> China continues to raise basic pension payments for retirees
A bank employee (center) addresses customers' queries on pension account in Yangzhou, Jiangsu province, in January. ZHAO HONGWEI/FOR CHINA DAILY
China announced Monday that it will raise the basic pension payments for retirees in 2023, marking the 19th consecutive annual increase.
The average monthly payment for pensioners of enterprises, government agencies and public institutions is set to be lifted by 3.8 percent from the 2022 level, according to a circular jointly issued by the Ministry of Human Resources and Social Security and the Ministry of Finance.
Last year, China raised basic pension payments for retirees by 4 percent from level of the previous year.
China has put elderly care high on its agenda as it copes with an ageing population.
Official data showed that by the end of 2022, the number of Chinese people aged 60 or above had surpassed 280 million, accounting for 19.8 percent of the country's total population.
The country has recently released a set of guidelines to facilitate the building of a "basic elderly care system" amid efforts to pursue a proactive national strategy regarding population ageing and ensure equitable access to public services.
>Many Japanese turn to smile instructors to learn how to smile again after COVID
After wearing masks in public for three long years, many Japanese citizens are signing up for smiling classes to learn how to smile again without looking awkward.
Smiling used to be a natural response, but apparently, three years of hiding behind a mask have left many Japanese unable to smile naturally.
Some of them are now paying so-called smiling educators to teach them how to display their pearly whites again without looking awkward.
They participate in specialized classes where they are taught how to stretch and flex various parts of their faces and even their neck muscles to smile properly and actually convey happiness without looking weird.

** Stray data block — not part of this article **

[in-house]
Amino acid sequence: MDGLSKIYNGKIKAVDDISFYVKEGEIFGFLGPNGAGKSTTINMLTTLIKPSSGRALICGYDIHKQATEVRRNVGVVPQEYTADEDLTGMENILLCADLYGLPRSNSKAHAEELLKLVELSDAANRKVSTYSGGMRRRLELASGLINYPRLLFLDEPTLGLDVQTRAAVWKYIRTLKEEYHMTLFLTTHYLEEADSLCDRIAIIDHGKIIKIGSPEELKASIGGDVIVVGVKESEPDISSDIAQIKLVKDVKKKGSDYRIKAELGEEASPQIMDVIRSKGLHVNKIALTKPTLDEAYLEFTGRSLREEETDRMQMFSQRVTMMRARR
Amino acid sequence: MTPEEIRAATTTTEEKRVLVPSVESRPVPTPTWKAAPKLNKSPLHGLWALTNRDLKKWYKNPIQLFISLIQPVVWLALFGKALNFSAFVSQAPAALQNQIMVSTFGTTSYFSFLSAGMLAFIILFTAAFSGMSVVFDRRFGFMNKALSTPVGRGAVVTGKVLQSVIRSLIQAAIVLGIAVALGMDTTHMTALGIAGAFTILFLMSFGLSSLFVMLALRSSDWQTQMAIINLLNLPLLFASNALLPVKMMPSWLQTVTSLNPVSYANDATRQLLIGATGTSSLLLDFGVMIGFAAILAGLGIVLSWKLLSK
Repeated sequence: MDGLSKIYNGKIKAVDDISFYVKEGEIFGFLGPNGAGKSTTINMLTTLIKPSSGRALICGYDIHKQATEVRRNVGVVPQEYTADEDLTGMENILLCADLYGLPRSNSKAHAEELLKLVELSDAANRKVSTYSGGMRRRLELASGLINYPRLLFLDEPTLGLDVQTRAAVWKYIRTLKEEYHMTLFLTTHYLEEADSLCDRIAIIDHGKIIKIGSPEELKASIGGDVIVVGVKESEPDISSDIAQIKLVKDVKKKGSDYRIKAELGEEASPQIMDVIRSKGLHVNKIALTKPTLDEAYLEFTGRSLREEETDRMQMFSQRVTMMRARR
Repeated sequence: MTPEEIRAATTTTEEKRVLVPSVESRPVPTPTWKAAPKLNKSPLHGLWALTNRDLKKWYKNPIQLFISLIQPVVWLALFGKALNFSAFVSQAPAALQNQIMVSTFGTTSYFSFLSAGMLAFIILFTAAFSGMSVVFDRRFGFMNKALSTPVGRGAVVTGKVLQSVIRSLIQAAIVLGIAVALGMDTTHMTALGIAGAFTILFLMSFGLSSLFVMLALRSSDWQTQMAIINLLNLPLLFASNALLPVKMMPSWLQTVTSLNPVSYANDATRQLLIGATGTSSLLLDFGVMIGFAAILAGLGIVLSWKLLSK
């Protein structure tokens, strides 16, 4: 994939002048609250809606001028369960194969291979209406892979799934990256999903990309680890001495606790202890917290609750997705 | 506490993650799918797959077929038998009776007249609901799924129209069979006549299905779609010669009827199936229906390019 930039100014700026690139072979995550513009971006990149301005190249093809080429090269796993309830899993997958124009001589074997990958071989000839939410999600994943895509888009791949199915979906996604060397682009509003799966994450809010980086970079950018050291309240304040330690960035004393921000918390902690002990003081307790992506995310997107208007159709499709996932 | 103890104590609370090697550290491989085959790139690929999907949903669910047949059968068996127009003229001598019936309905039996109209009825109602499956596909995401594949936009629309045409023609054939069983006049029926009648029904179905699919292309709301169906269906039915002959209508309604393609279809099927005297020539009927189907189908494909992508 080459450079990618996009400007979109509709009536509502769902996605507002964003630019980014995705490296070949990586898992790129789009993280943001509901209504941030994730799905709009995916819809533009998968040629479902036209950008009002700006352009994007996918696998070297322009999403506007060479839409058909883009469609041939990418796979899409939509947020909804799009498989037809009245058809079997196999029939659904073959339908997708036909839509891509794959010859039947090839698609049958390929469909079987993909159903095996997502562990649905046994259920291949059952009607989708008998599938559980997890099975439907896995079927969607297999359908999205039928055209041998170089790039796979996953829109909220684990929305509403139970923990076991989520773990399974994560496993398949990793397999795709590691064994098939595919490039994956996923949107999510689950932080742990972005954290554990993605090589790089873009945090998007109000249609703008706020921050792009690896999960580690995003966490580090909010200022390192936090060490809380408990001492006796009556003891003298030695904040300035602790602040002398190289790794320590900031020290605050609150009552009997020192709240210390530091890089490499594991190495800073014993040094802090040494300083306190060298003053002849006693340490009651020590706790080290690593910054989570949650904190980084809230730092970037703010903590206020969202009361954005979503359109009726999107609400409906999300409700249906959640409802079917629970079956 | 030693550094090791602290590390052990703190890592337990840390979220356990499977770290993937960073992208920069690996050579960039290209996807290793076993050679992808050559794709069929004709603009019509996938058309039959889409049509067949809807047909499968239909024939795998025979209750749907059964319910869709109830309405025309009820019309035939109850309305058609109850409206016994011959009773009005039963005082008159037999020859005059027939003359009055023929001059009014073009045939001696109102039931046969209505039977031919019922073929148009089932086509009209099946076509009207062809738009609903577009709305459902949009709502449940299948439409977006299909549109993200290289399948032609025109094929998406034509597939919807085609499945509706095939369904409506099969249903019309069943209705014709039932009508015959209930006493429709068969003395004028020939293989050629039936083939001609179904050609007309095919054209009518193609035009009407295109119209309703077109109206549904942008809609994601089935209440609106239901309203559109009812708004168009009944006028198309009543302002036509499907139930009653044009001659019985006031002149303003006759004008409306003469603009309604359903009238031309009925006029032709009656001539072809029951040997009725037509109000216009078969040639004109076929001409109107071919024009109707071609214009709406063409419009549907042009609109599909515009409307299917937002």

"A smile is only a smile if it’s conveyed,” Keiko Kawano, a radio personality-turned-entrepreneur, told The Japan Times. “Even if you’re thinking about smiling or that you’re happy, if you have no expression, it won’t reach the audience.”
Kawano said that she has taught smiling classes to around 4,000 people so far and has also helped train around 700 certified “smile specialists” since she started her work in 2017.
However, demand for her services has skyrocketed recently after people started giving up the medical masks they have been wearing for the last 3 years.
"I’ve heard from people who say that even if they’re able to remove their masks, they don’t want to show the bottom half of their faces, or that they don’t know how to smile anymore,” smile trainer Miho Kitano said. “Some say that they see more wrinkles around their eyes after using them more to smile, or they feel like their face is drooping because they haven’t been using it as much as before.”
Smiling instructors like Kitano claim that exercising one’s smile is just like training other parts of the body.
It’s all about the muscles, so exercising the expressive facial muscles is the most important thing.
A standard smiling education class begins with a stretching session, after which participants are asked to pick up small handheld mirrors and observe themselves as they follow the instructions of a trainer who teaches them how to flex their facial muscles to convey the warmest and brightest expression of happiness possible.
Interestingly, instructional smiling classes have been a part of Japanese culture for several decades, because of the people’s notorious difficulty to convey their feelings through facial expressions, but they’ve once again risen in popularity after the Covid-19 pandemic restrictions were lifted.
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